Neven Butler will face trial on suspicion of murder and sex charges in the April 2017 beating death of an 86-year-old woman on a high school running track and attacks on three other women, a Sacramento judge ruled Friday.
Sacramento Superior Court Judge Kevin McCormick ordered Butler to return to court July 27 to be arraigned for trial. Butler is still being held without bail at Sacramento County Main Jail where he has been confined since his April 2017 arrest.
Sacramento County prosecutor Donell Slivka said District Attorney's officials last November decided not to seek the death penalty against the 19-year-old Butler, citing his mental health issues and his lack of a prior criminal record. She said that if Butler were convicted, a sentence of life without parole would be a "significant punishment."
Butler listened quietly as a sheriff's detective on Friday related the sudden, savage North Highlands attack that killed 86-year-old Fusako Petrus and sent her younger friend fleeing for her life early the morning of April 26, 2017.
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"There was urgency" that morning when Sacramento County Sheriff's detective Kelly Clark interviewed Petrus' friend about two hours after the attack at a Sacramento clinic, Clark recalled from the witness stand. Petrus' battered body lay dead and the attacker was still at large.
Petrus' friend said she could better express what happened to them in Spanish rather than English. With her doctor interpreting, she did, Clark recalled, giving voice to the terrifying moments that led to Petrus' death.
Petrus, her friend and a third woman were walking on the Highlands High School track when Petrus' friend heard the crunch of the track's decomposed granite underfoot behind them, Clark testified. It was a little after 6 a.m.
Petrus' friend heard someone coming up behind them. The attacker then grabbed her and started pulling off her clothes. He punched her three, four times, according to Clark's testimony. She tried to fight back. She described a man with hair thick enough to grab as she fought him. He reached into a pocket for a condom, tearing away the foil wrapper.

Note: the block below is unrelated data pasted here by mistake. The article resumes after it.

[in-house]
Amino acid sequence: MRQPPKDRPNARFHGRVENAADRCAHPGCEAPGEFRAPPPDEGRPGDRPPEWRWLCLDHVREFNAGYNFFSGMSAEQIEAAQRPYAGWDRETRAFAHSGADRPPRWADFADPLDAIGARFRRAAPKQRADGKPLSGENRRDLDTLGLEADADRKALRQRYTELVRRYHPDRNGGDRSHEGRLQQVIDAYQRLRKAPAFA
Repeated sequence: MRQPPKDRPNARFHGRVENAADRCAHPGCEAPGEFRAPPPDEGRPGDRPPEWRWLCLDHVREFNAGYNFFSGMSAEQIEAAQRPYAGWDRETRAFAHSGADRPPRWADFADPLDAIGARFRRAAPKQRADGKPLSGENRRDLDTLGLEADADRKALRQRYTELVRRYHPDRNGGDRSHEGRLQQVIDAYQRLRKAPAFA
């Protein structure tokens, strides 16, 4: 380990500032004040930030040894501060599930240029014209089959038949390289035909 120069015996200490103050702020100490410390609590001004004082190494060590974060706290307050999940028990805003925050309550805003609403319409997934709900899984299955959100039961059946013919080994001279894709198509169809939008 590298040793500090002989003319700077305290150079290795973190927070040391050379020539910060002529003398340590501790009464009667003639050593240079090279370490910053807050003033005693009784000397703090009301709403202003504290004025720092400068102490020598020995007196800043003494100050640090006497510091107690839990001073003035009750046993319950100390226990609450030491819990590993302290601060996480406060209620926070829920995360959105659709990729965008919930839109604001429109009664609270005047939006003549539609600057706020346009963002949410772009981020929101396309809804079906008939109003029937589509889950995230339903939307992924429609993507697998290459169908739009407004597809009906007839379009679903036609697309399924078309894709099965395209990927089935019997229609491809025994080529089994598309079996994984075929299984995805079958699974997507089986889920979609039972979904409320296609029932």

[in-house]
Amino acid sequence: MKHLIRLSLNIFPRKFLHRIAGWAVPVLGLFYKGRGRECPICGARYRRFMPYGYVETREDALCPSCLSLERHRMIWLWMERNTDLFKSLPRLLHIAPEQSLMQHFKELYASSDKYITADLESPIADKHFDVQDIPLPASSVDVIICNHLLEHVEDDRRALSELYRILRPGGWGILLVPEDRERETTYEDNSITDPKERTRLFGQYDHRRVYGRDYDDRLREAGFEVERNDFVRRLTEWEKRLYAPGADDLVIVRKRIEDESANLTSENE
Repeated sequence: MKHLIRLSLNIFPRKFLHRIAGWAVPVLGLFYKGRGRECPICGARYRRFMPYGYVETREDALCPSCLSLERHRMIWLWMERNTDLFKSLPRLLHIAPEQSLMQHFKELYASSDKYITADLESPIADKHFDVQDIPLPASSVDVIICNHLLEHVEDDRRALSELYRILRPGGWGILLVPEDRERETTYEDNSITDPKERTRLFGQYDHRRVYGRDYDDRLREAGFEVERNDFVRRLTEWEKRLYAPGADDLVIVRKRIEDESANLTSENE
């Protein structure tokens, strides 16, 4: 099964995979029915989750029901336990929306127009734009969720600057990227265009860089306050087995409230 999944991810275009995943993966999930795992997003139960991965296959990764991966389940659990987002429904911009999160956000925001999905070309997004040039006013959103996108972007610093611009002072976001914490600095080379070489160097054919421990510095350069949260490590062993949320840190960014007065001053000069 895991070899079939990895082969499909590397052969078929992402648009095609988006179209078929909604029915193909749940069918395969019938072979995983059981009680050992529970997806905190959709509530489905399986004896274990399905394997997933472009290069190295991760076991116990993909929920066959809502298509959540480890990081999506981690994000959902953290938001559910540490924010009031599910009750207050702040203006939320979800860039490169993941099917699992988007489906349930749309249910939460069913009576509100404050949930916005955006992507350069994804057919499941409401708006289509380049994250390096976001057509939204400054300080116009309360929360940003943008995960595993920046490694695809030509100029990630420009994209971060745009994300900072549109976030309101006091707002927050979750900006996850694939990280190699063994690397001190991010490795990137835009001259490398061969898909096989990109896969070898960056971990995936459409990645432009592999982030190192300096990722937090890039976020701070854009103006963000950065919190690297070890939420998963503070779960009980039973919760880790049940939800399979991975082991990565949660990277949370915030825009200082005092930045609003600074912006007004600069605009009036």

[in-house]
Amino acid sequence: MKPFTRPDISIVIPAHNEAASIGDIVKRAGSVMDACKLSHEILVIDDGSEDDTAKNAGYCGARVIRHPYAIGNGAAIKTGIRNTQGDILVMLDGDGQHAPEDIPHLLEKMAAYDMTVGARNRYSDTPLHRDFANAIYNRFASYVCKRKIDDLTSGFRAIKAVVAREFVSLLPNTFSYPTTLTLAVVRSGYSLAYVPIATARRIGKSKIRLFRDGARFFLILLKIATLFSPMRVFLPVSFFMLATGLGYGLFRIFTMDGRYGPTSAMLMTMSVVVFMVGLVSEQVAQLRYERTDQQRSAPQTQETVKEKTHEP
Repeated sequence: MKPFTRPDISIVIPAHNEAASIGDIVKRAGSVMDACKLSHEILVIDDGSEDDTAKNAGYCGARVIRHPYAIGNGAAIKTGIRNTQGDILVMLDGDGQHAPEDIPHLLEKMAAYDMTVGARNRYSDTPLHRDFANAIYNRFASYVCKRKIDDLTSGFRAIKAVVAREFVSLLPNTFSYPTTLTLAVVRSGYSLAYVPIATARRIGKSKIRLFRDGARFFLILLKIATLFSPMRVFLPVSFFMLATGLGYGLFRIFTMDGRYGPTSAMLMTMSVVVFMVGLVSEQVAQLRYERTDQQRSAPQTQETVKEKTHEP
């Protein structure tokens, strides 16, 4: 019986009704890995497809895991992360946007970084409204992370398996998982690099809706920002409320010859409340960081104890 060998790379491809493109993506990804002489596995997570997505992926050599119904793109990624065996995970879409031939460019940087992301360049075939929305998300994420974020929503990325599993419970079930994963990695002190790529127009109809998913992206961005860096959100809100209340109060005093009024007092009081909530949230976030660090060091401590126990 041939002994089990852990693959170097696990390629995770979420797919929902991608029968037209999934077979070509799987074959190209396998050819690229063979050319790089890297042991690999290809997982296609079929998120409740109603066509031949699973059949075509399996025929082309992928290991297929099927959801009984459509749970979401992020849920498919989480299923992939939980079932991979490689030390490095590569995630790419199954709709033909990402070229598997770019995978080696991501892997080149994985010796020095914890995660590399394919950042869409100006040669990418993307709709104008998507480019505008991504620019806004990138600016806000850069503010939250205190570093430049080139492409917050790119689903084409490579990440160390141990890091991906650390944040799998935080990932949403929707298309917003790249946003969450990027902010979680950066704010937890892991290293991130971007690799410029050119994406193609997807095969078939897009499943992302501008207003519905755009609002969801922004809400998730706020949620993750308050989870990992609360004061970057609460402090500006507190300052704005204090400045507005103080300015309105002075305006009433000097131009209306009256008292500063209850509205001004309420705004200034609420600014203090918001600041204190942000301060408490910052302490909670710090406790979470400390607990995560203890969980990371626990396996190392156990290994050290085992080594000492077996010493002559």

A crime scene investigator testified Friday he recovered a foil wrapper near Petrus' body. A thumbprint that matched Butler's was later lifted from the foil, another technician testified. Investigators also testified that security camera footage showed multiple images of Butler roaming the halls of Highland High School in the minutes leading up to the attacks.
Petrus tried to fight off her friend's attacker with the only weapon she had - her walking stick. Petrus' friend took the stick away and landed several more blows before the attacker set upon the 86-year-old.
"He was kicking her and stomping her even after she was knocked unconscious," Clark testified Petrus' friend told her at the clinic. Petrus' friend ran to a nearby church to get help as the attack on Petrus continued. The attacker soon ran for a nearby fence and was gone.
But the attacks weren't over. A third woman, six years older than Petrus and diagnosed with dementia and Alzheimer's disease, was pummeled later that day in her wheelchair at the care home where Butler's mother worked. Sheriff's deputies arrested Butler without incident in the care home's parking lot.
Sheriff's detective Jeremy Day interviewed care workers at the facility, he testified Friday, including a nurse who said she and Butler's mother talked over lunch about Butler having bipolar disorder just hours before she said someone outside the facility was kicking the entrance's doors.
"She said the person turned toward her and had a horrible look on his face," then walked past her into the center and punched the wheelchair-bound woman several times in the face, Day testified.
As many as five people tried to pull the man alleged to be Butler off of the 92-year-old, but he broke free and threw more punches before the nurse moved between them. Day said the nurse told him the person looked like Butler.
After nearly three hours of testimony Friday, McCormick ordered Butler to face trial.
Butler's attorney, Linda Parisi, argued that the single latent print was not enough to hold Butler for trial, adding that DNA tests on the recovered condom had not yet been performed.
"The I.D. that links Butler to the act is lacking," Parisi said.
Parisi echoed calls from Butler's mother, Brandi Michalik, who attended Friday's hearing. She has demanded that DNA from the crime scene be processed and released. Michalik told The Bee in May that her son, a former Highlands High School student who played football, began to decline mentally after a 2016 head injury during a practice. He was diagnosed in 2017 with schizoaffective disorder, Michalik said. Impulse control and manic behavior are among the disorder's signposts.
Outside the courtroom, Petrus friend Vicki Butler quietly approved of McCormick's decision. "It's a relief that (the case) is finally moving. It's been more than a year since her death," Butler said. "She's missed by her friends, family and neighbors. She'll be remembered as a hero to her friend."